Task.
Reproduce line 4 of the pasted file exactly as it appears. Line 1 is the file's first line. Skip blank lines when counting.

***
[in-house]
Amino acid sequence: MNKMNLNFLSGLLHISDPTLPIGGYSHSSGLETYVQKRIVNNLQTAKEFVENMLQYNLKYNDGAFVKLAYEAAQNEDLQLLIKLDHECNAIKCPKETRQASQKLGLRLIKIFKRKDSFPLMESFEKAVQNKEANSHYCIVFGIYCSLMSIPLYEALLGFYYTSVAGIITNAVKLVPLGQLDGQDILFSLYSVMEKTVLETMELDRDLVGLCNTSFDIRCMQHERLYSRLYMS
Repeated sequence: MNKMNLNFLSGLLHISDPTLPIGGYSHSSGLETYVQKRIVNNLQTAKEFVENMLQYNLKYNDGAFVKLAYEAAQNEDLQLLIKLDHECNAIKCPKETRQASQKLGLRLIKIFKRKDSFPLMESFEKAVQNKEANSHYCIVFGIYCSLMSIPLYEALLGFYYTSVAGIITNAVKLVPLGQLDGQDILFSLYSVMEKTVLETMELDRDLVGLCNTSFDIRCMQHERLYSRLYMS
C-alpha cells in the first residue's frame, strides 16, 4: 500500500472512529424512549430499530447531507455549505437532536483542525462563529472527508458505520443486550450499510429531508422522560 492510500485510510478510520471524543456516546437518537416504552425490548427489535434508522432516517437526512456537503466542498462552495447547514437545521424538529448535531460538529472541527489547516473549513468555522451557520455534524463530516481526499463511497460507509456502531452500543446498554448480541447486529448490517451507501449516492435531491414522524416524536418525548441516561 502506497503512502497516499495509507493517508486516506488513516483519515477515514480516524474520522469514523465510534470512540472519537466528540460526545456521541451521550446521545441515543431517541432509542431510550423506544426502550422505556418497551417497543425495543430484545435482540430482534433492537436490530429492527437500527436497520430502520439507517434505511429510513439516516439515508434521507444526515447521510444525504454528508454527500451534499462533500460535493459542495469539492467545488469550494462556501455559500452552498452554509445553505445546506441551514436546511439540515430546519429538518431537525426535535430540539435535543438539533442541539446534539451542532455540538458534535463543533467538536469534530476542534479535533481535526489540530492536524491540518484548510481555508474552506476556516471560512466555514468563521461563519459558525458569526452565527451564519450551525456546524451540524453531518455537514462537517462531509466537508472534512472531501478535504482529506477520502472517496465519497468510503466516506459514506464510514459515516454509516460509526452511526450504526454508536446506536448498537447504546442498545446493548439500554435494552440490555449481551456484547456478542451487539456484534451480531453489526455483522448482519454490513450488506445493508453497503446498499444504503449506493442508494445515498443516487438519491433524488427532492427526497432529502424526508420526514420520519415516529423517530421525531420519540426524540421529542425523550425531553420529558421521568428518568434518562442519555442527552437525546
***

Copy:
C-alpha cells in the first residue's frame, strides 16, 4: 500500500472512529424512549430499530447531507455549505437532536483542525462563529472527508458505520443486550450499510429531508422522560 492510500485510510478510520471524543456516546437518537416504552425490548427489535434508522432516517437526512456537503466542498462552495447547514437545521424538529448535531460538529472541527489547516473549513468555522451557520455534524463530516481526499463511497460507509456502531452500543446498554448480541447486529448490517451507501449516492435531491414522524416524536418525548441516561 502506497503512502497516499495509507493517508486516506488513516483519515477515514480516524474520522469514523465510534470512540472519537466528540460526545456521541451521550446521545441515543431517541432509542431510550423506544426502550422505556418497551417497543425495543430484545435482540430482534433492537436490530429492527437500527436497520430502520439507517434505511429510513439516516439515508434521507444526515447521510444525504454528508454527500451534499462533500460535493459542495469539492467545488469550494462556501455559500452552498452554509445553505445546506441551514436546511439540515430546519429538518431537525426535535430540539435535543438539533442541539446534539451542532455540538458534535463543533467538536469534530476542534479535533481535526489540530492536524491540518484548510481555508474552506476556516471560512466555514468563521461563519459558525458569526452565527451564519450551525456546524451540524453531518455537514462537517462531509466537508472534512472531501478535504482529506477520502472517496465519497468510503466516506459514506464510514459515516454509516460509526452511526450504526454508536446506536448498537447504546442498545446493548439500554435494552440490555449481551456484547456478542451487539456484534451480531453489526455483522448482519454490513450488506445493508453497503446498499444504503449506493442508494445515498443516487438519491433524488427532492427526497432529502424526508420526514420520519415516529423517530421525531420519540426524540421529542425523550425531553420529558421521568428518568434518562442519555442527552437525546